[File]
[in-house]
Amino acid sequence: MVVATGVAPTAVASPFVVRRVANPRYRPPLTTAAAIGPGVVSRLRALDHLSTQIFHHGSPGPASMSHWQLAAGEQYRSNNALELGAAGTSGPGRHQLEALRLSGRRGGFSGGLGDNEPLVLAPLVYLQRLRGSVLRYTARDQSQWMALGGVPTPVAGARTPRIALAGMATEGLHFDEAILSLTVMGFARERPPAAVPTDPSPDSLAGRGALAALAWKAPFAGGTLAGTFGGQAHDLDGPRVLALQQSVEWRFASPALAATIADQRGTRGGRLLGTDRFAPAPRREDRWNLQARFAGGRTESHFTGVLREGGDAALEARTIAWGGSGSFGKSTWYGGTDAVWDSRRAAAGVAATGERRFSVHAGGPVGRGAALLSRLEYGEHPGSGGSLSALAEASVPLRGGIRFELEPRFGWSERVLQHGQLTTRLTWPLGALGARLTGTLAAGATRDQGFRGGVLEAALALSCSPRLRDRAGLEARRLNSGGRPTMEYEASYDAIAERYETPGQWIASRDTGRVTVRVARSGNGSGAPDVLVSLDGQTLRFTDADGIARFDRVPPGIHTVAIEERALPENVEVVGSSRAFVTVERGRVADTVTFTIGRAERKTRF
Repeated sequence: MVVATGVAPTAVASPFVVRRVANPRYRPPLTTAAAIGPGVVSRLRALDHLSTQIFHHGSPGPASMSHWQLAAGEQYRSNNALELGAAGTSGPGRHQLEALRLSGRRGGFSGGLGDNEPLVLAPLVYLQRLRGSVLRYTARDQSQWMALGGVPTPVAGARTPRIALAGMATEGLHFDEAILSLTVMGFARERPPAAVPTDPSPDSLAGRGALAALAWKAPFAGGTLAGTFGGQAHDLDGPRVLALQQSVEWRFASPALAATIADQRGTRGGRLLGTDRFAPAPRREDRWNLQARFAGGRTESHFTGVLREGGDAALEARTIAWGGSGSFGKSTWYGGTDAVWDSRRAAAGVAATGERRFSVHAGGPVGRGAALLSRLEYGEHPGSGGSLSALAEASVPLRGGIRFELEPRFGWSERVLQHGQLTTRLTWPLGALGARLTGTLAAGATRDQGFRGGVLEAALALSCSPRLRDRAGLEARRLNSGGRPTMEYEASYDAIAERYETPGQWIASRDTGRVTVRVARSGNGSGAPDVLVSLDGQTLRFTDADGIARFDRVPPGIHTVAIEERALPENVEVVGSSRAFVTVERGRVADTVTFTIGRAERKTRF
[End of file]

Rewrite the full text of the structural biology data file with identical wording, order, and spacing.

[in-house]
Amino acid sequence: MVVATGVAPTAVASPFVVRRVANPRYRPPLTTAAAIGPGVVSRLRALDHLSTQIFHHGSPGPASMSHWQLAAGEQYRSNNALELGAAGTSGPGRHQLEALRLSGRRGGFSGGLGDNEPLVLAPLVYLQRLRGSVLRYTARDQSQWMALGGVPTPVAGARTPRIALAGMATEGLHFDEAILSLTVMGFARERPPAAVPTDPSPDSLAGRGALAALAWKAPFAGGTLAGTFGGQAHDLDGPRVLALQQSVEWRFASPALAATIADQRGTRGGRLLGTDRFAPAPRREDRWNLQARFAGGRTESHFTGVLREGGDAALEARTIAWGGSGSFGKSTWYGGTDAVWDSRRAAAGVAATGERRFSVHAGGPVGRGAALLSRLEYGEHPGSGGSLSALAEASVPLRGGIRFELEPRFGWSERVLQHGQLTTRLTWPLGALGARLTGTLAAGATRDQGFRGGVLEAALALSCSPRLRDRAGLEARRLNSGGRPTMEYEASYDAIAERYETPGQWIASRDTGRVTVRVARSGNGSGAPDVLVSLDGQTLRFTDADGIARFDRVPPGIHTVAIEERALPENVEVVGSSRAFVTVERGRVADTVTFTIGRAERKTRF
Repeated sequence: MVVATGVAPTAVASPFVVRRVANPRYRPPLTTAAAIGPGVVSRLRALDHLSTQIFHHGSPGPASMSHWQLAAGEQYRSNNALELGAAGTSGPGRHQLEALRLSGRRGGFSGGLGDNEPLVLAPLVYLQRLRGSVLRYTARDQSQWMALGGVPTPVAGARTPRIALAGMATEGLHFDEAILSLTVMGFARERPPAAVPTDPSPDSLAGRGALAALAWKAPFAGGTLAGTFGGQAHDLDGPRVLALQQSVEWRFASPALAATIADQRGTRGGRLLGTDRFAPAPRREDRWNLQARFAGGRTESHFTGVLREGGDAALEARTIAWGGSGSFGKSTWYGGTDAVWDSRRAAAGVAATGERRFSVHAGGPVGRGAALLSRLEYGEHPGSGGSLSALAEASVPLRGGIRFELEPRFGWSERVLQHGQLTTRLTWPLGALGARLTGTLAAGATRDQGFRGGVLEAALALSCSPRLRDRAGLEARRLNSGGRPTMEYEASYDAIAERYETPGQWIASRDTGRVTVRVARSGNGSGAPDVLVSLDGQTLRFTDADGIARFDRVPPGIHTVAIEERALPENVEVVGSSRAFVTVERGRVADTVTFTIGRAERKTRF